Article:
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By John Helmer, Moscow

For three years, between 2008 and 2010, Rupert Murdoch and his subordinates in charge of the Russian asset he owned, News Outdoor Russia (NOR), were under the investigation of the Moscow city prosecutors, the city Duma, and other government agencies for alleged bribery of municipal officials in exchange for business favours.

NOR’s business was erecting billboards in public space on city or state property, and advertising products to passers-by. The less NOR managed to pay in rent for the land and permissions on which the billboards depended, the more profit Murdoch took from the advertising charge. Maybe Murdoch shared his profits with city officials, maybe he didn’t – that was the crux of the corruption enquiries.

During that period, Murdoch’s asking price for his 79% control stake in NOR fell from $1.7 billion to $270 million, possibly less, which he accepted in July of 2011. The nominal buyer was state bank, VTB. How NOR’s debts, then amounting to at least $78 million owed to Raiffeisen Bank, were dealt with in the transaction terms, isn’t known. The outcome of the deal was that Murdoch owned nothing in Russia. VTB apparently took 50% in NOR, while NOR’s chief executive, Maxim Tkachev and other Russian managers held a stake of about 21%.

In July of 2011, we published two stories indicating that Rupert Murdoch’s ownership and management of NOR had exposed him and other News International executives to corruption charges in Russia; and accordingly, to investigation in the US of violations of the Foreign Corrupt Practices Act (FCPA). Here is the first of those stories from July 7, 2011; and here is the second of them from July 22, 2011.

Since then Murdoch has had a great many problems of civil and criminal liability for the way he conducts his media businesses. But noone in the US appeared to be interested in looking at the evidence against Murdoch which had accumulated in Moscow. That is, until nine hours ago. That was when the Wall Street Journal began reporting this:

News Corp. Probe Turns to Russia

WASHINGTON—A Federal Bureau of Investigation probe into News Corp. has turned to a former Russian subsidiary, seeking to determine whether a billboard company called News Outdoor Russia paid bribes to local officials to approve sign placements in that country, according to people familiar with the case.

The investigation opens another legal front for the New York-based media conglomerate. News Corp. is trying to contain the damage from scandals over newsgathering tactics at its British newspapers unit, including admitted hacking into voice mails of people in the news and allegations of bribes paid to police and other officials.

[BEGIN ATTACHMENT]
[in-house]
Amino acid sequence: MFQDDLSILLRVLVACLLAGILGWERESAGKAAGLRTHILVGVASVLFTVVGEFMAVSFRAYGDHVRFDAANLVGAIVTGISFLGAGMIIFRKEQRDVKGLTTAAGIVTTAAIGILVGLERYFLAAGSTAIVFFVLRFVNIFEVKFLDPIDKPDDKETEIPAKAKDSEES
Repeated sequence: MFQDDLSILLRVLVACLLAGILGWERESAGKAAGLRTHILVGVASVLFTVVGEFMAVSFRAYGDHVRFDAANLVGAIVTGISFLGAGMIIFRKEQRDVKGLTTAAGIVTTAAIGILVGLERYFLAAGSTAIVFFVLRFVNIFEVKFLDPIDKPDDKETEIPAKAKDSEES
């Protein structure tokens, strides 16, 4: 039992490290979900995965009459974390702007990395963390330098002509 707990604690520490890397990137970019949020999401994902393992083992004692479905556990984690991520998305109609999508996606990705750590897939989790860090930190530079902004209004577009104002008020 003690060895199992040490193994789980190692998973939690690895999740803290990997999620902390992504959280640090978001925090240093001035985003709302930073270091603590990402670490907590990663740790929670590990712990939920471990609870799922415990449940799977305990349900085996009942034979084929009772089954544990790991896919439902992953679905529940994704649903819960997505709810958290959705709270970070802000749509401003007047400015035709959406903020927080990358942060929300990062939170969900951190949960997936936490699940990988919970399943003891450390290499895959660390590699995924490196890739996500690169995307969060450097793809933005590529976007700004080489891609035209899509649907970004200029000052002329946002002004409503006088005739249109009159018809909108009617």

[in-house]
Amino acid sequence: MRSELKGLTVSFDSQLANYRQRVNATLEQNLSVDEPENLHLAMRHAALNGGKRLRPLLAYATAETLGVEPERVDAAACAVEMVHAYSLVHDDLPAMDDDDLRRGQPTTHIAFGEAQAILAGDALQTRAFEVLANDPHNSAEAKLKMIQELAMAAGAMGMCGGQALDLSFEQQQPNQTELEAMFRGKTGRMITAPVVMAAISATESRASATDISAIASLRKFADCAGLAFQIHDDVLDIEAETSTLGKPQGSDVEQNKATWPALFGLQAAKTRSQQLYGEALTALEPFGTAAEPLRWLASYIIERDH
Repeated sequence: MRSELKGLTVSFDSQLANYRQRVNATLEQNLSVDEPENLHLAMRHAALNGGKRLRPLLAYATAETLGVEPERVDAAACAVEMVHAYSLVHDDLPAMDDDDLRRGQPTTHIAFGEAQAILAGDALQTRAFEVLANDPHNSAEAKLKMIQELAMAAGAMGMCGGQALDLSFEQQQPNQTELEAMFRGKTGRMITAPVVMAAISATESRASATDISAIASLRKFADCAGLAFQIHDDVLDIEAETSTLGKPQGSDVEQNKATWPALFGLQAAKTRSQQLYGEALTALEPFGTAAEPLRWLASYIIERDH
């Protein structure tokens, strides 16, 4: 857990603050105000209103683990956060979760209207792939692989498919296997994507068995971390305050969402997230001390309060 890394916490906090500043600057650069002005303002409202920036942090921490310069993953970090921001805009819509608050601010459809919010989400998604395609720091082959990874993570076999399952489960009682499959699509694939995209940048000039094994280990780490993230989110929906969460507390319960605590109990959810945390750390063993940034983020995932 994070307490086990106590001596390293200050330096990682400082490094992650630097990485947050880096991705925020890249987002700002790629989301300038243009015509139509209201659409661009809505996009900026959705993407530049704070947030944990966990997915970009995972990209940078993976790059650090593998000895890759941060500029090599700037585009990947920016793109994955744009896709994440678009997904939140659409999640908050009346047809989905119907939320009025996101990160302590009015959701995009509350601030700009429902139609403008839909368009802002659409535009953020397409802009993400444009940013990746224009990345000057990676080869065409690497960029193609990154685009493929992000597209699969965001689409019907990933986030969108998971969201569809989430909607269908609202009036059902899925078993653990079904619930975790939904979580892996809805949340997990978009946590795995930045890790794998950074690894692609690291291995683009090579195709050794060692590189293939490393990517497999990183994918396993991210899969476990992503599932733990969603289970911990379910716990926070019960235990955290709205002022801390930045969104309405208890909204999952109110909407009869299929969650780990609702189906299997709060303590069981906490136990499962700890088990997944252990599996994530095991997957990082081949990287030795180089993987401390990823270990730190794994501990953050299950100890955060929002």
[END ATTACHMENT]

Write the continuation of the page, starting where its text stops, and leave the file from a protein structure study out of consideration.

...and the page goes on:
Five hours later, the New York bureau of the Financial Times started reporting this:

FBI probes former News Corp investment

The US Federal Bureau of Investigation has been scrutinising a Russian billboard company controlled until last year by News Corp, suggesting that US investigators are conducting a wider probe into Rupert Murdoch’s media company than previously thought.

News Corp declined to comment but one person familiar with the inquiry said FBI agents who are investigating allegations of phone hacking, bribery and other corrupt practices at its London newspapers had also been asking questions about News Outdoor Russia because they were “trying to look for a culture of corruption” at the company.

News Outdoor Russia could not immediately be reached for comment. But a spokesman for the Russian company told the Wall Street Journal, which first reported the story, that it was “not possible” that employees could have paid bribes to officials or engaged in other forms of corrupt behaviour.

News Corp had been an investor in News Outdoor Russia, but had not played an operational role, the spokesman added…

News Corp sold its Russian and Romanian billboard interests in July 2011 to a group of investors led by VTB Capital, recording a small gain on the $360m sale.

Three years earlier, it had hoped to get more than $1bn for News Outdoor when it entered sale negotiations with JCDecaux, the French outdoor advertising company, but talks fell apart within a month after the collapse of Lehman Brothers created havoc in global financing markets.

“The more I read about investments in Russia, the less I like the feel of it,” Mr Murdoch said at the time, hinting at the political risks of doing business in Moscow. “The more successful we’d have been, the more vulnerable we’d be to having it stolen from us. Better we sell now.”

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